Audra McDonald is not only the winningest actress in Broadway history (with six Tony Awards and counting), she’s also a vocal activist and a new mom. A Variety Power of Women New York honoree for her work with homeless teens charity Covenant House, McDonald spoke to Variety about some of the issues closest to her heart.

Last season was the most diverse Broadway season in recent history. What kind of progress do you think has been made on that front?
I think there’s been a shift, at least in consciousness. People are much more aware. And every once in a while you’ll have a year that’s an anomaly where you have lots of diversity, and the next year you’re like, “Where’d everybody go?” But I think now, in the years that we have a “where did everybody go?” season, everybody’s aware that there’s a lack of diversity. I lucked out when I first started. At least Nick Hytner [who cast McDonald in her breakout role in “Carousel” in 1994] was thinking about it. If it hadn’t been for him, I wouldn’t have had my start.

You’re also a very active and vocal supporter of marriage equality. Why is it so important to you?
Some of the closest people to me in my lift are LGBTQ. I have family members that are LGBTQ. That they don’t have the same rights that I do is heartbreaking to me, and wrong. I just feel it in the very core of my being, the injustice. I think about the fact that it would have been illegal for me to be married to Will [Swenson, her husband and fellow Broadway actor] just a few decades ago. I can’t be silent. These are my friends. These are my family.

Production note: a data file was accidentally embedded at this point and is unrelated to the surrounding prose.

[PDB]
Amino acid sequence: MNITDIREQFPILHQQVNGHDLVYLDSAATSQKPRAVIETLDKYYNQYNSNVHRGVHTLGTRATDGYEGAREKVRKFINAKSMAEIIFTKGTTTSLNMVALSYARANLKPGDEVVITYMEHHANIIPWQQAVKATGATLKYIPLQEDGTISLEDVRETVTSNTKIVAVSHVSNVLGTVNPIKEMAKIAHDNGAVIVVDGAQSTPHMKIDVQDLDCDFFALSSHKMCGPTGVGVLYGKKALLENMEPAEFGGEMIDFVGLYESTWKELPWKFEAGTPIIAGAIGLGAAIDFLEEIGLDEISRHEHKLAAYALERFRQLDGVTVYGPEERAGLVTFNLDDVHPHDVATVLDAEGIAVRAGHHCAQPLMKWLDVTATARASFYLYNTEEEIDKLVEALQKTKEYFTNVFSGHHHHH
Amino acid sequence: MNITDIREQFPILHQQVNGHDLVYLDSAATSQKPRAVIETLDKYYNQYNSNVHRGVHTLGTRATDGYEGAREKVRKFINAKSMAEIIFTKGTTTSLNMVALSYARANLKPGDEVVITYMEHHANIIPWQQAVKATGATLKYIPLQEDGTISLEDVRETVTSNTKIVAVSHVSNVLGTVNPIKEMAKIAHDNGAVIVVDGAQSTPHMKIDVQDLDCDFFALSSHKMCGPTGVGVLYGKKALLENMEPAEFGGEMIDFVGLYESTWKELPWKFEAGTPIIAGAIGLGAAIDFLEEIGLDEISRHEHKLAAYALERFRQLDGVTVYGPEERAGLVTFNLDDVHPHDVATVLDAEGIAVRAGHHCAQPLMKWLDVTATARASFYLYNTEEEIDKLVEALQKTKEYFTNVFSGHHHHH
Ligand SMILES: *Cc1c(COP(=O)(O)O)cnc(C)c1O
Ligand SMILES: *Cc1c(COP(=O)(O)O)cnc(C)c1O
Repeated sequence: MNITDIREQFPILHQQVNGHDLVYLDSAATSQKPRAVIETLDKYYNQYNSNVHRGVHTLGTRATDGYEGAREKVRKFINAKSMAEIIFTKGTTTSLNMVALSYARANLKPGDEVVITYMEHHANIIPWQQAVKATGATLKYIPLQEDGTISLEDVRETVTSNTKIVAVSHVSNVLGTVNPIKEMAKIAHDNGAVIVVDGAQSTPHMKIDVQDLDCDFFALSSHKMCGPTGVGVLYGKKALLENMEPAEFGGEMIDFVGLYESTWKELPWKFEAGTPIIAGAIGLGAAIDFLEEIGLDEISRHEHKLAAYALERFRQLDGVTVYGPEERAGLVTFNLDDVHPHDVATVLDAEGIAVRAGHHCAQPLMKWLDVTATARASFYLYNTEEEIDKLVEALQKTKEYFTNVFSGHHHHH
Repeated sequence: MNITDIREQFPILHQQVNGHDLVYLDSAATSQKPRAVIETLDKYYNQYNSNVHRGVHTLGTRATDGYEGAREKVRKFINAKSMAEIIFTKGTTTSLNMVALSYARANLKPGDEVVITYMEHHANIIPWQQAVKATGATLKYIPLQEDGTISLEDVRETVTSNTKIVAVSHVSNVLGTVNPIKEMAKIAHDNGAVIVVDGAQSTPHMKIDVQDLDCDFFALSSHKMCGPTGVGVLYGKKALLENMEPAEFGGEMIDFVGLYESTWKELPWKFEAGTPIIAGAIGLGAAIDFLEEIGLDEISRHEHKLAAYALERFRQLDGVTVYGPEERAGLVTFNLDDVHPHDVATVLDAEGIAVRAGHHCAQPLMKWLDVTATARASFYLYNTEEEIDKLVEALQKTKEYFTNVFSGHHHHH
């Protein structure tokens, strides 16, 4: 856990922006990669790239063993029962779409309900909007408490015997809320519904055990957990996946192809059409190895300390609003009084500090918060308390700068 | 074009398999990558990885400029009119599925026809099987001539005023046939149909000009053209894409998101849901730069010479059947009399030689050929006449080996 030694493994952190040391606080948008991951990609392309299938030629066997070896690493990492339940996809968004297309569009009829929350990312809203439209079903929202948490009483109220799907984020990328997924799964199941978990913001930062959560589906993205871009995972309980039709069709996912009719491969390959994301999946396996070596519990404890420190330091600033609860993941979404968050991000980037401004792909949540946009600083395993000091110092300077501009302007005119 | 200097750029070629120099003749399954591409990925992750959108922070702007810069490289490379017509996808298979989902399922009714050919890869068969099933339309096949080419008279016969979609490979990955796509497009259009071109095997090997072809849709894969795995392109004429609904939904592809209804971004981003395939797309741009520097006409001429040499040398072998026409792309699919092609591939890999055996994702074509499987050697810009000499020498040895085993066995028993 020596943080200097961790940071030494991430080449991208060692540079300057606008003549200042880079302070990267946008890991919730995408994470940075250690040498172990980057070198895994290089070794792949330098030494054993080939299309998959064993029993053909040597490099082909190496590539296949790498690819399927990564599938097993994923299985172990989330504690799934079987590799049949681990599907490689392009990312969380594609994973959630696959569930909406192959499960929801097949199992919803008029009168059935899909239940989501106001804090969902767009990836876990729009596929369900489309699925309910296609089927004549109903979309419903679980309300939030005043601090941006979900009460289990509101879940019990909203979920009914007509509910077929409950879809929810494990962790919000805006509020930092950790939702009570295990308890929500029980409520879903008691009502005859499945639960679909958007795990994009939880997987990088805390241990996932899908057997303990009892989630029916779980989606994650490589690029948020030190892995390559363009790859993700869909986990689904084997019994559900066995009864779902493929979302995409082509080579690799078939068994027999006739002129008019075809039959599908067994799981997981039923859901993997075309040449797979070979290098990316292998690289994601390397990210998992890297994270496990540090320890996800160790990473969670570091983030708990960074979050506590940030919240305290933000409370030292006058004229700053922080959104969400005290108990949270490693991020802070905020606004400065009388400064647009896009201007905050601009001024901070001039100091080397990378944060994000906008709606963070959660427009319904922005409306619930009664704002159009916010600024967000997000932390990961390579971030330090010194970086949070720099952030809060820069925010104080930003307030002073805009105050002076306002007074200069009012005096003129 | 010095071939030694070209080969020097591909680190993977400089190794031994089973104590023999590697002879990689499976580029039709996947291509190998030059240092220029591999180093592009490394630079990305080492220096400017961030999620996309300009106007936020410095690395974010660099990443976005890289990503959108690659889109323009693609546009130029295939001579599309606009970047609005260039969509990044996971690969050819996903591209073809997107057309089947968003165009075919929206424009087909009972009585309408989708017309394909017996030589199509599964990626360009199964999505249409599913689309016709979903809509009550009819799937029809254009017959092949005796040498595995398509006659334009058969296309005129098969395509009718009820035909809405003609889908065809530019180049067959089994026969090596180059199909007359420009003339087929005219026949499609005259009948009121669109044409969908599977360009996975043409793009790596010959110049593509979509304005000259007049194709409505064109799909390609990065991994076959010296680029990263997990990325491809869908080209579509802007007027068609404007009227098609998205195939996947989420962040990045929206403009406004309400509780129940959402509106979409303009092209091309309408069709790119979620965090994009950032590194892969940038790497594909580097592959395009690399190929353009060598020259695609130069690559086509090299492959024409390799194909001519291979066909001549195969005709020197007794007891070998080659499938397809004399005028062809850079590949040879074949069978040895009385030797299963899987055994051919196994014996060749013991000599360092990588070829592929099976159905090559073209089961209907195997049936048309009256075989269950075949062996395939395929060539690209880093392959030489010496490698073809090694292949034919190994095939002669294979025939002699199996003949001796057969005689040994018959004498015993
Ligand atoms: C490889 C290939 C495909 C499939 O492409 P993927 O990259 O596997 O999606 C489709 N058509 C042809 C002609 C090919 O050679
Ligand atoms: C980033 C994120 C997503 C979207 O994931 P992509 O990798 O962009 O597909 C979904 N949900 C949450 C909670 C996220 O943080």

What issues in particular do you think we need to be vigilant about during Trump’s presidency?
All of it. All of it. We’re turning into an era with people in power who aren’t about taking care of others, or being their brother’s keeper, or sharing. It’s a very selfish time that we’re steamrolling into. We have to take care of each other. That’s everything to me, especially being a mom.

How do you fight against that selfishness?
Stay loud. Stay active. Keep also reaching across the aisle. That’s very important too, to make sure we recognize that there’s more commonality than we realize.

You just appeared in the mega-hit Disney movie “Beauty and the Beast,” and now you’re off to do “Lady Day” on stage in London. How does your screen work influence your stage work, and vice versa?
When I do the screen work, I go back to the stage with more focus on specificity, because stage things can often be big and broad since you’re having to hit the back of the house. But commitment to character, you get all that from theater. I find there’s more focus on 100% diving into something in the theater, and then I can take that back to screen work. Maybe someday I’ll figure out how to marry the two perfectly, so I’ll have really subtle, specific stuff with full 100% commitment. Then I’ll be Meryl Streep.